The campaign’s progression should feel familiar to FPS players. You generally go from one section to next in a linear fashion, completing objectives and then moving on to the next mission. However, missions normally allow for different playstyles: If you want to sneak around without shooting anyone, have fun. If you’re a bit more destructive (don’t look at me that way!), you can rain bullets from multiple directions and levels. Or you can merge the two, using stealth to let you get behind enemy lines and then begin assassinating. (I don’t think you can complete the game as a pacifist, but you can get close.)
Other missions make better use of B.T., the most exciting of which allow you to fight other Titans. There’s even puzzle-based missions that require brainpower rather than brawn (or a quick trigger finger, if you will). Basically the levels force you to use your knowledge of how both Cooper and B.T. operate within the game’s confines to progress.
But back to why most people enjoy “Titanfall 2”: its fantastic multiplayer aspects. For the most part, the game play much the same way the first one did, which was a wise decision. There’s enough changes for fans to feel like they got something new without messing up what made the first game so much fun to play online.
The main additions this time around tend to be tactical in nature, with the perks offering an edge while you’re engaged in combat. New abilities affect how you interact, such as grappling hooks that prove deadly if they catch you or sonar blades that can detect your location. There’s also new Titan classes for players to use (either standard or with custom loadouts). If you’re better from afar, the Ion Titan grants you the ability to snipe your opponents. If you prefer to be up close and personal, perhaps the Scorcher and its fire bombs are more your style.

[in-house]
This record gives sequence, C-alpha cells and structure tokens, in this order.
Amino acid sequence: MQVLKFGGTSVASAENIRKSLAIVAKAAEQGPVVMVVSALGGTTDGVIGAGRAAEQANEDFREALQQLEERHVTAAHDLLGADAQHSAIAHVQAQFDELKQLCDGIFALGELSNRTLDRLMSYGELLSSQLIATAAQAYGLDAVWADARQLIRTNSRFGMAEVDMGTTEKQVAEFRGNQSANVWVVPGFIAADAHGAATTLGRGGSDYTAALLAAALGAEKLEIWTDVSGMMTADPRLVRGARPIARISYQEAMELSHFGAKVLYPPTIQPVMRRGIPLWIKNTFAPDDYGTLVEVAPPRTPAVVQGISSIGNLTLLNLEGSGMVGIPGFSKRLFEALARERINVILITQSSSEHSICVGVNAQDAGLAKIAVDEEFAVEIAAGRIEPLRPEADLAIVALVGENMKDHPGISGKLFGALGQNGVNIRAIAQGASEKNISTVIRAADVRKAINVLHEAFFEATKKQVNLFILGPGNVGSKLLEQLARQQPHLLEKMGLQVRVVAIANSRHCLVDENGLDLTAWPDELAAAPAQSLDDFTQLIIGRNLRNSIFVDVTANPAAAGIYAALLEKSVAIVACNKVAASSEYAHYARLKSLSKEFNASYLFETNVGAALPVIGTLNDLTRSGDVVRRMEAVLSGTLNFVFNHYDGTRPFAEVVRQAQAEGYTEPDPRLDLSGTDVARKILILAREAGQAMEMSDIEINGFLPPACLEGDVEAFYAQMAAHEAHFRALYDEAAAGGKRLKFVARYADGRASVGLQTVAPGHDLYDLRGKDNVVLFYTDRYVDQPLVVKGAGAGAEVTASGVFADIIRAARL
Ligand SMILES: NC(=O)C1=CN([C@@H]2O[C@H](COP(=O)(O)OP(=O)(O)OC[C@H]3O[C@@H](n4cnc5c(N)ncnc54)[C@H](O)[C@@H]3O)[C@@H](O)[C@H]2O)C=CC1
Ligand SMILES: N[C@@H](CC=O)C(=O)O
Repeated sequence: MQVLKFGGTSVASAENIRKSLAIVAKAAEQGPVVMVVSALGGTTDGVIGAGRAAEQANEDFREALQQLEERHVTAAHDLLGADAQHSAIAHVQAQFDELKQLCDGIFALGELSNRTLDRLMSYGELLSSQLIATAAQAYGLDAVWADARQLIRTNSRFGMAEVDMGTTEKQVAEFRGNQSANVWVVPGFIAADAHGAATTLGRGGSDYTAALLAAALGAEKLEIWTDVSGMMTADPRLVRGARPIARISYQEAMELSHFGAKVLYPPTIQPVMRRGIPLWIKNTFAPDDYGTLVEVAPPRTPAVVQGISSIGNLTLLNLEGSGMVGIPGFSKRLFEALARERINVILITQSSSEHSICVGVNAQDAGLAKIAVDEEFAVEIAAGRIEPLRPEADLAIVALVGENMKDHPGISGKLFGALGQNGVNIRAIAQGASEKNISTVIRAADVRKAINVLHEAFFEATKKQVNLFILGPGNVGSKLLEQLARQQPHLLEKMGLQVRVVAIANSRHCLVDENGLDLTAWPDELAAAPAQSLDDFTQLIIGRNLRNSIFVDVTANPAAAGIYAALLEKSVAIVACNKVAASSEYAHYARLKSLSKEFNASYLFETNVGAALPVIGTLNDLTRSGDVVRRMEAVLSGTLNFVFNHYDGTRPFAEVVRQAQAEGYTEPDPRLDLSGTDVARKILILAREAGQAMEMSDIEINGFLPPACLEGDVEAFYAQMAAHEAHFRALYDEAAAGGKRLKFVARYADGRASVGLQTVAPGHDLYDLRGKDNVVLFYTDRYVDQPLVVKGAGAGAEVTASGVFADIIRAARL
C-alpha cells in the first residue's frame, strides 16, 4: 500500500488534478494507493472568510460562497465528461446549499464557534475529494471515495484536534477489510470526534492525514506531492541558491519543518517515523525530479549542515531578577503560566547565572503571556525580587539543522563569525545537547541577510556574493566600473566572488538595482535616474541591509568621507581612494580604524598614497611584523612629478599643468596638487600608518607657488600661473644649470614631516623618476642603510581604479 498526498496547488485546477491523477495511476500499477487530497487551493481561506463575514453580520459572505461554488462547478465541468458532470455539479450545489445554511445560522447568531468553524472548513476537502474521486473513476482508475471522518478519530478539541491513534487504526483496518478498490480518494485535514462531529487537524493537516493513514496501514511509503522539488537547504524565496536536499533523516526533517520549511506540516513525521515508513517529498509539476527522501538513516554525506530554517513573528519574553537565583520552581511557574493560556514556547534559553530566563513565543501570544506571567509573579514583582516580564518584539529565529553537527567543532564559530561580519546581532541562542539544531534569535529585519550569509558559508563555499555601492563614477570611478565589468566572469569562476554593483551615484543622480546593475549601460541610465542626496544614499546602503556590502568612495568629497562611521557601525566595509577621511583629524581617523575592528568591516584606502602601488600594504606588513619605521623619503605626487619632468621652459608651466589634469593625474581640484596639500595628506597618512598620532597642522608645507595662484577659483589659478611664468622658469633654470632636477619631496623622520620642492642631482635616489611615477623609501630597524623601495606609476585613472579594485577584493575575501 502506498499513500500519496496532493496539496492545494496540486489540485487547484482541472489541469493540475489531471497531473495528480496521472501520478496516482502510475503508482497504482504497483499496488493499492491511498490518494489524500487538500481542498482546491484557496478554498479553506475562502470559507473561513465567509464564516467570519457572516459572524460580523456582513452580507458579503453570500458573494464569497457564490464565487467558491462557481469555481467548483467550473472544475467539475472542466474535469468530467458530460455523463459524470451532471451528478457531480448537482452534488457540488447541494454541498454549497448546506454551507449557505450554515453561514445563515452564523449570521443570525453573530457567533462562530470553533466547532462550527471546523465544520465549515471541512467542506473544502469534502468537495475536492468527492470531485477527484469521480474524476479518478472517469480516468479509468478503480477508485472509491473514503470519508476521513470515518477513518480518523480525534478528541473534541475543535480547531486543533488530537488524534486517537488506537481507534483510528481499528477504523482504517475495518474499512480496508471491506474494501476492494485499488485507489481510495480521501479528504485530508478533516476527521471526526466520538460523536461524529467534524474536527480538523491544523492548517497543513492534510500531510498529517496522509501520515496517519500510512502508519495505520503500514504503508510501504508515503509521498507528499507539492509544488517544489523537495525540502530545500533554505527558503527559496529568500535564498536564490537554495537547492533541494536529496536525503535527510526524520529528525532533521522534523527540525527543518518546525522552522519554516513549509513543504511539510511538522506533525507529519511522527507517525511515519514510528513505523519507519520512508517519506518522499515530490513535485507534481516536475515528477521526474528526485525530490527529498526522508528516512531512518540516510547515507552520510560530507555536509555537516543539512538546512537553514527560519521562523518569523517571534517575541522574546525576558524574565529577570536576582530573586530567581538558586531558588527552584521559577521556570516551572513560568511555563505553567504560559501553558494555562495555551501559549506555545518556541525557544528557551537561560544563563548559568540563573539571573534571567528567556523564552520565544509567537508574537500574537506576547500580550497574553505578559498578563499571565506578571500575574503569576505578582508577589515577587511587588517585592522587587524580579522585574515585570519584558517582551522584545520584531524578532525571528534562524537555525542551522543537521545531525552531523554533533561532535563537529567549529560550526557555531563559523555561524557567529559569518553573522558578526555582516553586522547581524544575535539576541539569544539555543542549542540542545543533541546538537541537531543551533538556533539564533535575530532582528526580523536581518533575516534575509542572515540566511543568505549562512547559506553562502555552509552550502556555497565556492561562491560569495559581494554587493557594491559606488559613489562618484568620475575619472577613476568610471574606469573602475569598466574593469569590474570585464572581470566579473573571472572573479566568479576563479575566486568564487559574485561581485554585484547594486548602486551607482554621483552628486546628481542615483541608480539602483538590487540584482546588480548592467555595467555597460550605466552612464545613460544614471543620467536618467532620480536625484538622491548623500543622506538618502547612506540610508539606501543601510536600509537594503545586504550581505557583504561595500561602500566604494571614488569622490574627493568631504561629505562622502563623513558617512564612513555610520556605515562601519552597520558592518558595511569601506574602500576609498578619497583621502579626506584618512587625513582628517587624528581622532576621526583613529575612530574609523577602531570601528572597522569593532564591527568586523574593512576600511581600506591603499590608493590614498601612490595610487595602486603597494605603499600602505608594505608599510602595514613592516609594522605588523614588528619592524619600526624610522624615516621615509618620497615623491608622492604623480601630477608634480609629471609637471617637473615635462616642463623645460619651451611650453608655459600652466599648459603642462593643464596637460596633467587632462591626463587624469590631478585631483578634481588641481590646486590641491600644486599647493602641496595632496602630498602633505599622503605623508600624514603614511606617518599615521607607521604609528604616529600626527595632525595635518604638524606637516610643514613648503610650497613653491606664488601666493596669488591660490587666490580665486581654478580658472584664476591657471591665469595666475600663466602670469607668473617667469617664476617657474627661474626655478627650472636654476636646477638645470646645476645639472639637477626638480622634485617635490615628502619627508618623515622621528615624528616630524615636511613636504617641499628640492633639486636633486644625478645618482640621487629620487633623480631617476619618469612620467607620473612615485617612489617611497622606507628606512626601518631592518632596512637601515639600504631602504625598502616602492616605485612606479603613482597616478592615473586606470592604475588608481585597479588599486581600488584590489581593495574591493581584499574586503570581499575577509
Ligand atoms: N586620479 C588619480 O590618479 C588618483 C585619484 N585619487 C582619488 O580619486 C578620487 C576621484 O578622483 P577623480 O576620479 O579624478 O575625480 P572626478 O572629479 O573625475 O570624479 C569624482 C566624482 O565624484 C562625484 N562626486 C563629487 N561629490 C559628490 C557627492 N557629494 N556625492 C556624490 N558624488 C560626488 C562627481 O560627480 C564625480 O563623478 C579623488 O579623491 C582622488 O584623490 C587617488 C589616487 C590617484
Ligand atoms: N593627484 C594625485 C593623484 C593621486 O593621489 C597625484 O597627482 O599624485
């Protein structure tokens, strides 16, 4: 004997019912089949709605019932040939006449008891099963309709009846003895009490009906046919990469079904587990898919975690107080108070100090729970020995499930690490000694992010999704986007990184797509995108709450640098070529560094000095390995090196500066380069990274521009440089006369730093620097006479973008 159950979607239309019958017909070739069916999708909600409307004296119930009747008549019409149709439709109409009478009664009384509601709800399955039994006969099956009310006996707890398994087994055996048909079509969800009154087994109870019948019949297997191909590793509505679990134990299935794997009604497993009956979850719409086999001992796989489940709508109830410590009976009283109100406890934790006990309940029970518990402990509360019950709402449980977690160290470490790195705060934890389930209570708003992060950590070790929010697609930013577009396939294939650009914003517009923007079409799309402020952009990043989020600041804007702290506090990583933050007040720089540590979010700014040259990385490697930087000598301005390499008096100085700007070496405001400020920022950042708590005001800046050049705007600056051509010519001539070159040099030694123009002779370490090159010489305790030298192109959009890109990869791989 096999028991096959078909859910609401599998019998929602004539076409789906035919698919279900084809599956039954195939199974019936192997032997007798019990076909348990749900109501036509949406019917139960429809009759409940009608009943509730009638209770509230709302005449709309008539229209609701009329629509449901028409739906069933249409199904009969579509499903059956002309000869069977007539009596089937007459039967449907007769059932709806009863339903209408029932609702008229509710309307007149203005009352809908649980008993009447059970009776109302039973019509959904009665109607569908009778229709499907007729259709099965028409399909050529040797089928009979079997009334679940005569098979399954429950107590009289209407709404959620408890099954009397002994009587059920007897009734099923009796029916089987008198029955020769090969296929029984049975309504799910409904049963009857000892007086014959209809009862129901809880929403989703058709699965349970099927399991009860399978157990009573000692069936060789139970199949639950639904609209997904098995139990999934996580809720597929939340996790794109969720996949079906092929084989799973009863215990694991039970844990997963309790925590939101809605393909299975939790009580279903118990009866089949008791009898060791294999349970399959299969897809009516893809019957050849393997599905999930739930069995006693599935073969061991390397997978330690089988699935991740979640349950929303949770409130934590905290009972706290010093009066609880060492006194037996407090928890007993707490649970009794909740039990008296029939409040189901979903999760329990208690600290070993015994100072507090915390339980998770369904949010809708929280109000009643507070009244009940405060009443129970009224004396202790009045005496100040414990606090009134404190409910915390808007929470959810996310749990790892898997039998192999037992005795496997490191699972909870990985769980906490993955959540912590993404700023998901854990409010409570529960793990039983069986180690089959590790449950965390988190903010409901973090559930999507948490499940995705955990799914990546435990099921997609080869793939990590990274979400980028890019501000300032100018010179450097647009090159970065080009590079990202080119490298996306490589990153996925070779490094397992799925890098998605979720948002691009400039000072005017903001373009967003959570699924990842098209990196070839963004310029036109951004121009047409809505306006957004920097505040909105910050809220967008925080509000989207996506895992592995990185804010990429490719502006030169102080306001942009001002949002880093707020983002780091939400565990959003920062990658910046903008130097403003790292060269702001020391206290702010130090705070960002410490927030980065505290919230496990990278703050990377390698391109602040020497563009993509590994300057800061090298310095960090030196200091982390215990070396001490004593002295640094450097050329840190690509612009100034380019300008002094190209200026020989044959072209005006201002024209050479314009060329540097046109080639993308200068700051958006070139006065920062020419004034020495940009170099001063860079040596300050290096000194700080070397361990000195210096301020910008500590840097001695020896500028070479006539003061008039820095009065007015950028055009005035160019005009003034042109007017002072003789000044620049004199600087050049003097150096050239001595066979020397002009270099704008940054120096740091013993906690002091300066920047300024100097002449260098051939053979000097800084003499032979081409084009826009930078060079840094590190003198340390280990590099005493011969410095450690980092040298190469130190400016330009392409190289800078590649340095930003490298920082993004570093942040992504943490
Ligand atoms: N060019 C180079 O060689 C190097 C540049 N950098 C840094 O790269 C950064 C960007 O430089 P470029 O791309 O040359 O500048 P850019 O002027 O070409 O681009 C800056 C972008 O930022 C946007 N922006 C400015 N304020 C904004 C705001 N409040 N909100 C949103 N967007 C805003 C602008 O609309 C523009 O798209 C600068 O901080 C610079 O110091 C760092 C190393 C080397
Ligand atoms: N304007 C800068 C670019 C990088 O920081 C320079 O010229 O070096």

The game possesses a variety of standard modes, such as death-match-style Attrition and the typical Capture the Flag. In the new Bounty Hunt mode, you gain money after you take down an opponent. But you need to deposit it or you may you lose it if you die. (Think Horde Mode from “Gears of War 4.”) For each mode, though, you’re going to want to work with your teammates. That may seem obvious, but matches tend to be decided by slim margins, and going off by yourself tends to cause more harm than good.
As for progression in multiplayer, you’re able to purchase a variety of weapon parts and skins with points you earn from matches. Your level will eventually be capped, at which point you’re allowed to “regenerate” and start over at level one if you choose. Doing so grants you skins you can’t get otherwise. This will entice some, but like “Destiny,” once you hit the cap, it will inevitably feel like a grind to continue.
In “Titanfall 2,” Respawn builds upon what it got right in the first game (its multiplayer aspects) and strengthens what proved to be a poor decision (by actually adding a well-thought-out single-player campaign). It’s a well-executed package from start to finish, clearly designed with polish and skill. With all the FPS titles on the market right now, you might not think you need another. But if you have to choose, “Titanfall 2” should be mark.
Four “Talk about a fastball special” stars out of five.